Biofeedback. This is
a technique for learning to control a body function that is not normally under
conscious control. It is usually used to teach pelvic floor muscle exercises.
Pelvic floor muscle exercises (Kegels). Kegel exercises can help strengthen
some of the muscles that control the flow of urine. These exercises are used to treat urge
or stress incontinence.
Acupuncture. There isn't a lot of evidence for how well acupuncture works for urinary incontinence. In one study, comparing bladder-specific acupuncture to sham acupuncture, both groups had less incontinence. But the group with bladder-specific acupuncture didn't have as many episodes of urgency.2
Before trying behavioral methods or exercise for urinary
incontinence, ask your doctor the following questions:
Is behavioral or exercise therapy alone likely to restore bladder control? Mild to moderate cases of common types of
incontinence can be cured or greatly improved by these methods.
How long should I try behavioral or exercise techniques before I consider surgery or other treatment methods?
Techniques like Kegel exercises don't limit future treatment options
(and they may even improve the odds of success for other treatments). So it is best to
set a length of time after which the improvement can be evaluated.
Can I use exercises or behavioral methods along with medicine if medicine treatment is recommended? It may
be possible to take medicine for a shorter time or to reduce the amount of medicines
used if other methods of treatment are combined with medicine.
Other Places To Get Help
American Geriatrics Society: The AGS Foundation for
Health in Aging
40 Fulton Street
New York, NY 10038
The AGS Foundation for Health in Aging was started by
the American Geriatrics Society (AGS). The foundation works on behalf of older
adults in the areas of wellness and preventive care, self-responsibility and
independence, and connections to family and community.
This website has stories about healthy aging, information on caring for elders at home,
and tips on winter safety, preparing for emergencies, and meeting the
challenges of healthy aging. The site also has links to many other Internet
resources on aging.
American Urogynecologic Society
2025 M Street NW
Washington, DC 20036
The American Urogynecologic Society (AUGS) is the
premier society dedicated to research and education in urogynecology and in the
detection, prevention, and treatment of female lower urinary tract disorders
and pelvic floor disorders.
AUA Foundation: The Official Foundation of the American Urological
1000 Corporate Boulevard
Linthicum, MD 21090
UrologyHealth.org is a website written by urologists
for patients. Visitors can find specific topics by using the "search"
The website provides information about adult and
pediatric urologic topics, including kidney, bladder, and prostate conditions.
You can find a urologist, sign up for a free quarterly newsletter, or click on
the Urology A–Z page to find materials about urologic problems.
National Association for Continence
P.O. Box 1019
Charleston, SC 29402-1019
NAFC is a nonprofit national organization with a mission
of consumer advocacy, education of the public, and information dissemination
through collaboration and networking for the benefit of those with urinary
incontinence. NAFC's booklet "Your Personal Guide to Bladder Health" can be
ordered on the NAFC website.
National Kidney and Urologic Diseases Information
3 Information Way
Bethesda, MD 20892-3580
The National Kidney and Urologic Diseases Information
Clearinghouse (NKUDIC) provides information about diseases of the
kidneys and urologic system to people with these problems and to
their families, to health professionals, and to the public. NKUDIC answers
inquiries; develops, reviews, and distributes publications; and works closely
with professional and patient groups and government agencies to
coordinate resources about kidney and urologic diseases.
NKUDIC, a federal agency, is a service of the National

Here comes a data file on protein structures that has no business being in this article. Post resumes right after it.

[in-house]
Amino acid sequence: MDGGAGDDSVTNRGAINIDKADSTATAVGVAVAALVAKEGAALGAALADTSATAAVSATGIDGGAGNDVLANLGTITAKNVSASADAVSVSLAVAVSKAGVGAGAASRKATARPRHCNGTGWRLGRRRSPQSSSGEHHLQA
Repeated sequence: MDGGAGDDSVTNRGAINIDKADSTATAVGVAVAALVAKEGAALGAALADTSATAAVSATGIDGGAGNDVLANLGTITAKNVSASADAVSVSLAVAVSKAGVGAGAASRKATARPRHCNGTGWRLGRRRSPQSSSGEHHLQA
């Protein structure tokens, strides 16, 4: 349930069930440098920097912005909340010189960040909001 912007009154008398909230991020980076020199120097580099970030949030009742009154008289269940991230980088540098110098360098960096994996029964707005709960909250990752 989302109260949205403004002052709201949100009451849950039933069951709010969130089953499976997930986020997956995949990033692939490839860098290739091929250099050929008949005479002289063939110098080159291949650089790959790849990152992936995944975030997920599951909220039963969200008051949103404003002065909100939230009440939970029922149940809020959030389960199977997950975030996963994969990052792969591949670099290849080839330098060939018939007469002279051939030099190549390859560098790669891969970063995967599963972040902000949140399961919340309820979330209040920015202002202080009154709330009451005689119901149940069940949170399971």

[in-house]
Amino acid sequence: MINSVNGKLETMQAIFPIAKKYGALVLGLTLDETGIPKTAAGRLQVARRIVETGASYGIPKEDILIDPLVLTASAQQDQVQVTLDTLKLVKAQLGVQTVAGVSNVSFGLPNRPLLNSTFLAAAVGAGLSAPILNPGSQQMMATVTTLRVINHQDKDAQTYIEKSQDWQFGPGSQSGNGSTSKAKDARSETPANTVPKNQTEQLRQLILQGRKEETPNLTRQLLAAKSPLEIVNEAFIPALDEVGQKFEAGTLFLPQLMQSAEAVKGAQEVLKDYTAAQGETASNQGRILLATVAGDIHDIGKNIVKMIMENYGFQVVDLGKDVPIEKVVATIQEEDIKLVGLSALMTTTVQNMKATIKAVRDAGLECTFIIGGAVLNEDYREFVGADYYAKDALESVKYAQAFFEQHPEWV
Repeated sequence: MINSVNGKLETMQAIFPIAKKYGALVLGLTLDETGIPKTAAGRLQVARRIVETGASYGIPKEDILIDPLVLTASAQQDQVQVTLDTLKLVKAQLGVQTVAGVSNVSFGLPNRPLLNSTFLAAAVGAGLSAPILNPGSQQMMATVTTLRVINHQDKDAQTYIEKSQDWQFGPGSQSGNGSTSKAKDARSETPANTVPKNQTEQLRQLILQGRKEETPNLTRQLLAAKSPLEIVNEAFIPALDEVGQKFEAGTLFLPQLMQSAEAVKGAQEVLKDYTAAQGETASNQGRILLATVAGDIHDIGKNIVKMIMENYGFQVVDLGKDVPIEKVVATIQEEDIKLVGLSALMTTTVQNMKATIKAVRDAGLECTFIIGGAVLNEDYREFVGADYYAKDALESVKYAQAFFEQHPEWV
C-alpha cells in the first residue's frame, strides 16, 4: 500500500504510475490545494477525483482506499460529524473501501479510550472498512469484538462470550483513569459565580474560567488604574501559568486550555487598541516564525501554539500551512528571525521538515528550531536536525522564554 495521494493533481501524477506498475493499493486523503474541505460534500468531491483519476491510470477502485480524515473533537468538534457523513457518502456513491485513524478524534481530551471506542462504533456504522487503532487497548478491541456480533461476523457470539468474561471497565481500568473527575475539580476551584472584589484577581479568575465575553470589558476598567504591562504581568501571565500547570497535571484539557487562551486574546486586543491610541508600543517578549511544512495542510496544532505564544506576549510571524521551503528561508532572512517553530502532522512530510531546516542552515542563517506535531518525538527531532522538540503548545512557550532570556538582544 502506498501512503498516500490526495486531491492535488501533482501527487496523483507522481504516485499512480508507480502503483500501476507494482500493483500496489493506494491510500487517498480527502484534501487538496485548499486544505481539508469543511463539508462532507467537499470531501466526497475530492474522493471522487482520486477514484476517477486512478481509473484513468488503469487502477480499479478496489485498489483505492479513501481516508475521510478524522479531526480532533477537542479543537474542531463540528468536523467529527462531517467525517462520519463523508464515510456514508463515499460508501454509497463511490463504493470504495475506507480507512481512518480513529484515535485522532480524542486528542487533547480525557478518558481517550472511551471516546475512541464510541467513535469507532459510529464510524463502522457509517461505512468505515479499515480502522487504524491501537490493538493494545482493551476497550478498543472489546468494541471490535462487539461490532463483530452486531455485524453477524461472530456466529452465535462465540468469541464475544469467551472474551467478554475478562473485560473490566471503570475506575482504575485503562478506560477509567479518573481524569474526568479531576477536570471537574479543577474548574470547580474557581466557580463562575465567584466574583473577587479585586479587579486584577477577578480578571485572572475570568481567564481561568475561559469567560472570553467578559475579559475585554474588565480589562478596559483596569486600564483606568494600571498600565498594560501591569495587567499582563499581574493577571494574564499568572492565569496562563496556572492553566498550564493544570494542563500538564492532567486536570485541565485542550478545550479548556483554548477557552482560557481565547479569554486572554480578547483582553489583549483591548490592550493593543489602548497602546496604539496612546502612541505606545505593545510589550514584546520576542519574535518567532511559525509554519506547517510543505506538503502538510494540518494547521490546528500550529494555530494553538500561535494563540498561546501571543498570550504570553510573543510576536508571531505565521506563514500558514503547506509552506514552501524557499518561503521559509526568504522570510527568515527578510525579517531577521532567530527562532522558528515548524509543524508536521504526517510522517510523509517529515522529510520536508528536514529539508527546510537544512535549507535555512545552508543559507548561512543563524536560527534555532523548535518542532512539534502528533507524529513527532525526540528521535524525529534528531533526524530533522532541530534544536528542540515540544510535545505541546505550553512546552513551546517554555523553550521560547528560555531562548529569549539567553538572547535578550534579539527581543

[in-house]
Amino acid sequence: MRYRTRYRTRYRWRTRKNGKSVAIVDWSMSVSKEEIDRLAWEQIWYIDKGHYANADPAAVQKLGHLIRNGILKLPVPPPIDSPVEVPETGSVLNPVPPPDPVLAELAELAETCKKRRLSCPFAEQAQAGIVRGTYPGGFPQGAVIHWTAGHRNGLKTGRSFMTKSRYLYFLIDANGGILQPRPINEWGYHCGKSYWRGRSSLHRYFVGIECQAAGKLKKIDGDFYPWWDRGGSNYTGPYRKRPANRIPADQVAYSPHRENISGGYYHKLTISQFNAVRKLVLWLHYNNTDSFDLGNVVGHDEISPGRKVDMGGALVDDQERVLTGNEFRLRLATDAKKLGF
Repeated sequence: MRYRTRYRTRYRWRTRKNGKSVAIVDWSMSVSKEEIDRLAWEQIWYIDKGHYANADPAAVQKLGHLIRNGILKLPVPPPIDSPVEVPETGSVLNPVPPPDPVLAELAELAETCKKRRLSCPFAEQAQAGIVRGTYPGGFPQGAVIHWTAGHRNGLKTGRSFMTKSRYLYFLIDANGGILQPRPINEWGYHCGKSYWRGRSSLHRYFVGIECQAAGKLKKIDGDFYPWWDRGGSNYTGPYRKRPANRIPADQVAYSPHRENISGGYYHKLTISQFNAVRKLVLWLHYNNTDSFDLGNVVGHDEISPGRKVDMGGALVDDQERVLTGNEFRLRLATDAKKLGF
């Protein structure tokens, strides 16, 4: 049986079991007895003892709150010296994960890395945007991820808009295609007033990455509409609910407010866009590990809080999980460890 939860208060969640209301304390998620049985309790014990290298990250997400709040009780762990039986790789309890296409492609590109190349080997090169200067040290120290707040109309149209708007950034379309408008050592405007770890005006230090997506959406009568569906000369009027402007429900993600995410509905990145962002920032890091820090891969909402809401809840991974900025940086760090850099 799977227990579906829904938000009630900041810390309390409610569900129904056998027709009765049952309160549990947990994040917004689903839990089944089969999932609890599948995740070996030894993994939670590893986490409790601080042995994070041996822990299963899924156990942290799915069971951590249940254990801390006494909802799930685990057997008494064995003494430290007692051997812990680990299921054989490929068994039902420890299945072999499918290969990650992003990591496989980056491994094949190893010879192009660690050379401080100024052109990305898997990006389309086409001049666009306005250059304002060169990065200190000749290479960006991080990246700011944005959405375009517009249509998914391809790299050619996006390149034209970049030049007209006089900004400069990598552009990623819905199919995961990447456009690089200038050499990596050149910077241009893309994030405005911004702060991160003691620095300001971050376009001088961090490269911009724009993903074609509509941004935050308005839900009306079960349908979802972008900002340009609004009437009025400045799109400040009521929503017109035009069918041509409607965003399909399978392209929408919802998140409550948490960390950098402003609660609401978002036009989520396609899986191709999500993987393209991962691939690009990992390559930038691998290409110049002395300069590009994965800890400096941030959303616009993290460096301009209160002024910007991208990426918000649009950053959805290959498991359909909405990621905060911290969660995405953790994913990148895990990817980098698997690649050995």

Institute of Diabetes and Digestive and Kidney Diseases (NIDDK). NIDDK is part
of the National Institutes of Health under the U.S. Department of Health and
National Kidney Foundation
30 East 33rd Street
New York, NY 10016
The National Kidney Foundation works to prevent kidney
and urinary tract diseases and help people affected by these conditions. Its
website has a lot of information about adult and child conditions. The site
has interactive tools, donor information, recipes for kidney disease patients,
and message boards for many kidney topics. Free materials, such as brochures
and newsletters, are available.
Dumoulin C, Hay-Smith J (2010). Pelvic floor muscle training versus no treatment, or inactive control treatments, for urinary incontinence in women. Cochrane Database of Systematic Reviews (1).
Emmons SL, Otto L (2005). Acupuncture for overactive bladder. Obstetrics and Gynecology, 106(1): 138–143.
Other Works Consulted
Barber MD, et al. (2008). Transobturator tape compared with tension-free vaginal tape for the treatment of stress urinary incontinence. Obstetrics and Gynecology, 111(3): 611–621.
Hartmann KE, et al. (2009). Treatment of Overactive Bladder in Women. Evidence Report/Technology Assessment No. 187 (AHRQ Publication No. 09-E017). Available online: http://www.ahrq.gov/clinic/tp/bladdertp.htm.
Kirchin V, et al. (2012). Urethral injection therapy for urinary incontinence in women. Cochrane Database of Systematic Reviews (2).
Lipp A, et al. (2006). Mechanical devices for urinary incontinence in women. Cochrane Database of Systematic Reviews (7).
Naumann M, et al. (2008). Assessment: Botulinum neurotoxin in the treatment of autonomic disorders and pain (an evidence-based review): Report of the Therapeutics and Technology Assessment Subcommittee of the American Academy of Neurology. Neurology, 70(19): 1707–1714.
Shamliyan TA, et al. (2008). Systematic review: Randomized, controlled trials of nonsurgical treatments for urinary incontinence in women. Annals of Internal Medicine, 148(6): 1–15.
Sung VW, et al. (2007). Comparison of retropubic vs transobturator approach to midurethral slings: A systematic review. American Journal of Obstetrics and Gynecology, 197(1): 3–11.
Tanagho EA, et al. (2008). Urinary incontinence. In EA Tanagho, JW McAninch, eds., Smith's General Urology, 17th ed., pp. 473–489. New York: McGraw-Hill Medical.
Waetjen LE, et al. (2008). Factors associated with worsening and improving urinary incontinence across the menopausal transition. Obstetrics and Gynecology, 111(3): 667–677.
How this information was developed to help you make better health decisions.